Will Texans Get Burned by Higher Electricity Rates This Summer?
Texans are being warned to shop and lock in their electricity price now before summer rolls around. The reason being that the amount of electricity Texas can produce and the amount the residents consume is the narrowest it has been in 11 years. The results are unpredictable and may lead to higher electricity rates.
Despite those concerns, it’s not clear that much can or will be done short term about the shrinking “reserve margin” this summer. The Electric Reliability Council of Texas (ERCOT), which manages most of Texas’ electricity grid, is predicting record-breaking electricity usage this summer.
And forecasters are projecting a 60 percent chance of above average temperatures for Texas this summer, according to the National Weather Service.
Home owners and businesses on a variable rate may experience higher than normal electricity prices if the forecast is correct. Those who switch to a fixed-rate plan will not need to worry about fluctuating prices.
“You need to be locking in your rates or you need to be prepared for some fluctuation in rates,” said state Sen. Kelly Hancock, R-North Richland Hills. “We want to make sure the retail providers this time are fully aware of this so they don’t enter into contracts that they cannot keep.”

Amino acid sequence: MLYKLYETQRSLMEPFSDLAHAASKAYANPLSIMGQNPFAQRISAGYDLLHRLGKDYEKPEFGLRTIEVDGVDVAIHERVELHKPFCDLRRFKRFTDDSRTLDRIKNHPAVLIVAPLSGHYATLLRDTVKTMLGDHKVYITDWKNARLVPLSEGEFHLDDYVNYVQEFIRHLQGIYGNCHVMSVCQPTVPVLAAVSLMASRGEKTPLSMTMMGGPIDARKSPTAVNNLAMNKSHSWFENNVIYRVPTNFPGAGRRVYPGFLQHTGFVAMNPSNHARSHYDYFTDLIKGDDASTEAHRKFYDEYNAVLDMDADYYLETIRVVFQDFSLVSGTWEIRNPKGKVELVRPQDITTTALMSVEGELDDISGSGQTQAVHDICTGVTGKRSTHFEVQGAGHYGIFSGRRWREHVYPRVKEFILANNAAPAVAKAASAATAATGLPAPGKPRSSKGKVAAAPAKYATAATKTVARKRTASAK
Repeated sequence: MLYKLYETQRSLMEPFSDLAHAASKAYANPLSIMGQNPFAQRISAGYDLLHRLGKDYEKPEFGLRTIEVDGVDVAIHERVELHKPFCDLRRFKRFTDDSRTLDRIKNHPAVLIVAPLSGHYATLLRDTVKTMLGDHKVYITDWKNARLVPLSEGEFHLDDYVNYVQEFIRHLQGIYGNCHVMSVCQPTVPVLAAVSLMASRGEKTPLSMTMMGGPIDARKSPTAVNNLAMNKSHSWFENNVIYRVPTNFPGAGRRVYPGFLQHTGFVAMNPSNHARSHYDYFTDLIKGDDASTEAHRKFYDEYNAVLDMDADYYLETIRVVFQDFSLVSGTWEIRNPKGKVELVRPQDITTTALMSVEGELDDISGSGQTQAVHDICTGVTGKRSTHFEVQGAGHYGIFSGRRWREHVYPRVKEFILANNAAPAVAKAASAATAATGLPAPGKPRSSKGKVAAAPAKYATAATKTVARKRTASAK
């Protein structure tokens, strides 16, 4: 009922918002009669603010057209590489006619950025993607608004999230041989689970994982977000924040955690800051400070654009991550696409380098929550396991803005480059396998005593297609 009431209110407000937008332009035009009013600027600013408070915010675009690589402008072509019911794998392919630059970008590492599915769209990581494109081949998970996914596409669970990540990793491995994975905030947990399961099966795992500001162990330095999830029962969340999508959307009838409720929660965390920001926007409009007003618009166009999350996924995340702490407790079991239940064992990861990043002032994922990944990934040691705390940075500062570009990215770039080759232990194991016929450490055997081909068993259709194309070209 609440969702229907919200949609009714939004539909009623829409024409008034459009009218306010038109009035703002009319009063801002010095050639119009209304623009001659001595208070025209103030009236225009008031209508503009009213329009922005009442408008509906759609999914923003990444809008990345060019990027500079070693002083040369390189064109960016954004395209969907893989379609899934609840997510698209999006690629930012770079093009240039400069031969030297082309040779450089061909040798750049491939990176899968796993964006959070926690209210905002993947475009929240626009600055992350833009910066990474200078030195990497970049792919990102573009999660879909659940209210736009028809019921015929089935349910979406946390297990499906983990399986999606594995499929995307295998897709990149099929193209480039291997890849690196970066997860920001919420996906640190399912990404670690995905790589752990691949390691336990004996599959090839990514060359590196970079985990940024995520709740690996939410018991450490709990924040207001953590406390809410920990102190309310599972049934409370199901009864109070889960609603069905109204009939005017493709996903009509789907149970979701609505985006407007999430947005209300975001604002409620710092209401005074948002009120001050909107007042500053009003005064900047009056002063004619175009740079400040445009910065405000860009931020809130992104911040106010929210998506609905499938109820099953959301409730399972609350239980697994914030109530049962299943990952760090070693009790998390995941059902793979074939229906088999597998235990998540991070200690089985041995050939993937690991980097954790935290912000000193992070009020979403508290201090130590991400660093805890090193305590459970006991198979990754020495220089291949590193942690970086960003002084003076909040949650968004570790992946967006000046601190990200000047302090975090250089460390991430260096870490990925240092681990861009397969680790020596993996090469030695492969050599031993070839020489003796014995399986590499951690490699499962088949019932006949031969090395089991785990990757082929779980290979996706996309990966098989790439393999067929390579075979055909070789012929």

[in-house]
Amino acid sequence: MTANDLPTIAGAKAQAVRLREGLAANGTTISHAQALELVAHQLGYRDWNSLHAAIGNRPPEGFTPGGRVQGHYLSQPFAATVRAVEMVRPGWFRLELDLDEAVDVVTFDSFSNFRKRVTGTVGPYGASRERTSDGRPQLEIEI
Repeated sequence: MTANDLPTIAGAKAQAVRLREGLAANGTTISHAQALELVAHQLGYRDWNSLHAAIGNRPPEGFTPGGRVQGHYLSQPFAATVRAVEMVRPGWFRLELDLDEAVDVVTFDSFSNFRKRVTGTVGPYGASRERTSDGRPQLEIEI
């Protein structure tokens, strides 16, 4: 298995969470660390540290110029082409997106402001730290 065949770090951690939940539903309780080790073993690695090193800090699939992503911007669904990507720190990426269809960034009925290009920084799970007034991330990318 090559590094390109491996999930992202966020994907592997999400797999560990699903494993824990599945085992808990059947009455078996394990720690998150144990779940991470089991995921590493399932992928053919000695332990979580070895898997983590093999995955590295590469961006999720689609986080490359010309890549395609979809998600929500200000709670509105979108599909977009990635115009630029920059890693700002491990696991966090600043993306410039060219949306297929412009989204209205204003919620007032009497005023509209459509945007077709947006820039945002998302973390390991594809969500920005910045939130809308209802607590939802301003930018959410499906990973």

Electricity generation has taken a hit this year with Luminant’s closure of three large coal power plants, Big Brown, Sandow and Monticello. That knocked out about 4.2 gigawatts of power generation capacity — enough to power more than 2 million homes. That mirrors a national trend of coal plant closings.
Other Texas projects, mostly wind and solar, are coming online but not enough to fully make up for the coal plant closures. And some other plants have been slower to get off the ground than expected.
A year ago, ERCOT expected to have a reserve margin of 18.9 percent. By December, that was down to 9.3 percent.
Texans have experienced some of the lowest electricity rates in the country for a long time. The low prices coupled with an abundance of natural gas and wind reserves has discourage energy companies from building more plants and adding generation.
Now, Texans can only hope that the weather is cooler than forecasted and that electricity prices don’t spike.
To shop electricity prices and lock in your rate before summer hits, enter your zip code here.